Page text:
Take a big, juicy bite of your Peach State family tree.
The first step in tracing your Georgia ancestors might be to shake your preconceptions of this state, which presents many different faces to history: Georgia was the last of the original 13 colonies, a frontier where settlers pushed Indian tribes out of the way, as well as the jumping-off point to the Old Southwest of Alabama, Mississippi and beyond. It was the core of the Confederacy, yet today it epitomizes the “New South.” Whichever face of Georgia your family saw, your genealogical research efforts are sure to bear fruit.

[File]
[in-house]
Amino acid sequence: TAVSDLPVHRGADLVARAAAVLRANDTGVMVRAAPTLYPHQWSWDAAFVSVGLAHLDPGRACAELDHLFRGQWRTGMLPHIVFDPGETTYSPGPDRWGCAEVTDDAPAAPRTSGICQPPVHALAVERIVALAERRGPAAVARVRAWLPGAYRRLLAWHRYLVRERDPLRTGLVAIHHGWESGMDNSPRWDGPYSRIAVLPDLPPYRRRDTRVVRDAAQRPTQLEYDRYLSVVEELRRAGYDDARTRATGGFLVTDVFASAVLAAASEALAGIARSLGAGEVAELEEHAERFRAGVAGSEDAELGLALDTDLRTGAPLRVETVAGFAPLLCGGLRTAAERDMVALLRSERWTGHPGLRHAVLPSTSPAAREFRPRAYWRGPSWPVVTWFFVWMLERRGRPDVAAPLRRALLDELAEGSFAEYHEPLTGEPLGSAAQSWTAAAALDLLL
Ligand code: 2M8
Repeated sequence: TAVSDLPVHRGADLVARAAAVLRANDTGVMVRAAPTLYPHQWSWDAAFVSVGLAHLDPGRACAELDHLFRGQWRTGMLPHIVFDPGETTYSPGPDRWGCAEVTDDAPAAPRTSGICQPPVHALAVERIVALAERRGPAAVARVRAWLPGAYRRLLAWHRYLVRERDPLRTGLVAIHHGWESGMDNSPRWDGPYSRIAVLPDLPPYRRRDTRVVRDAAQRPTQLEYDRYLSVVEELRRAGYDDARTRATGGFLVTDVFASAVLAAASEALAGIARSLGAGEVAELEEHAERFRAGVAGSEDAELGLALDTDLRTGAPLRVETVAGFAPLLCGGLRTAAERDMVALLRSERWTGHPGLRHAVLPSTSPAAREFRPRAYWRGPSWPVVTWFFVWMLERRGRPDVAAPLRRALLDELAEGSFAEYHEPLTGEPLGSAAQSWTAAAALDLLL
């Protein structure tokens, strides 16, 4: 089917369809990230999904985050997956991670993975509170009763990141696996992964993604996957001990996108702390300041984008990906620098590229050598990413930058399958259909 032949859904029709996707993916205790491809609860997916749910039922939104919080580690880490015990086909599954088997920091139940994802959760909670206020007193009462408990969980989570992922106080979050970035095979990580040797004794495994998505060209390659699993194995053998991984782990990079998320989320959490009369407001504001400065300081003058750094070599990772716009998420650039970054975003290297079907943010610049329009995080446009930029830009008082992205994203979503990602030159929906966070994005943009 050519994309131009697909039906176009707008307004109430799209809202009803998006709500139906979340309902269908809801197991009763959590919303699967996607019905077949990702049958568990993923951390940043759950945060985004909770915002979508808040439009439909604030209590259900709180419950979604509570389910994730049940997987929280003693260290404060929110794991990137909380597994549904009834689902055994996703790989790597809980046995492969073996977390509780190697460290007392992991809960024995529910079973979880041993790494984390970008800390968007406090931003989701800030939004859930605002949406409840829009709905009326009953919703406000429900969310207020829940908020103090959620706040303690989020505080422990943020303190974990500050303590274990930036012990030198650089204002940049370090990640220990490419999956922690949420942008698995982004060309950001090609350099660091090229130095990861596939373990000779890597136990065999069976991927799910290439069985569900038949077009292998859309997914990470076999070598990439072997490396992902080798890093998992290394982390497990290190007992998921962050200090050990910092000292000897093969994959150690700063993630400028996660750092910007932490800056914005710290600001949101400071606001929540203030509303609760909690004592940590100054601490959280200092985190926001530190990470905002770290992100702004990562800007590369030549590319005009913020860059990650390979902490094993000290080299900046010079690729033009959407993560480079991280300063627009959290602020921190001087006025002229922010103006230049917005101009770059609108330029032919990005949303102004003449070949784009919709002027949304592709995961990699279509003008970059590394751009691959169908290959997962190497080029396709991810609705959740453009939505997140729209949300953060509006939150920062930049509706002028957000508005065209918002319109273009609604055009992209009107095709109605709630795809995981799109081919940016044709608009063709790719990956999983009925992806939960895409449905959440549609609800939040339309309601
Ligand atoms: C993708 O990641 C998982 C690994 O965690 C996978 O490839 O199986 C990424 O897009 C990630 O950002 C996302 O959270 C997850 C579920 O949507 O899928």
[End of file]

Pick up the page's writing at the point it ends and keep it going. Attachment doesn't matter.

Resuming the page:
A slice of early history
Georgia started as a buffer between British and Spanish colonial ambitions. The British chartered a Georgia province in 1732; the next year, James Oglethorpe and 35 families founded Savannah. Oglethorpe had promoted the colony to British debtors threatened with imprisonment, but few actually settled there. Instead, the colony became a haven for poor English and Scottish tradesmen, as well as Protestant and Jewish refugees from Switzerland, Germany and Italy.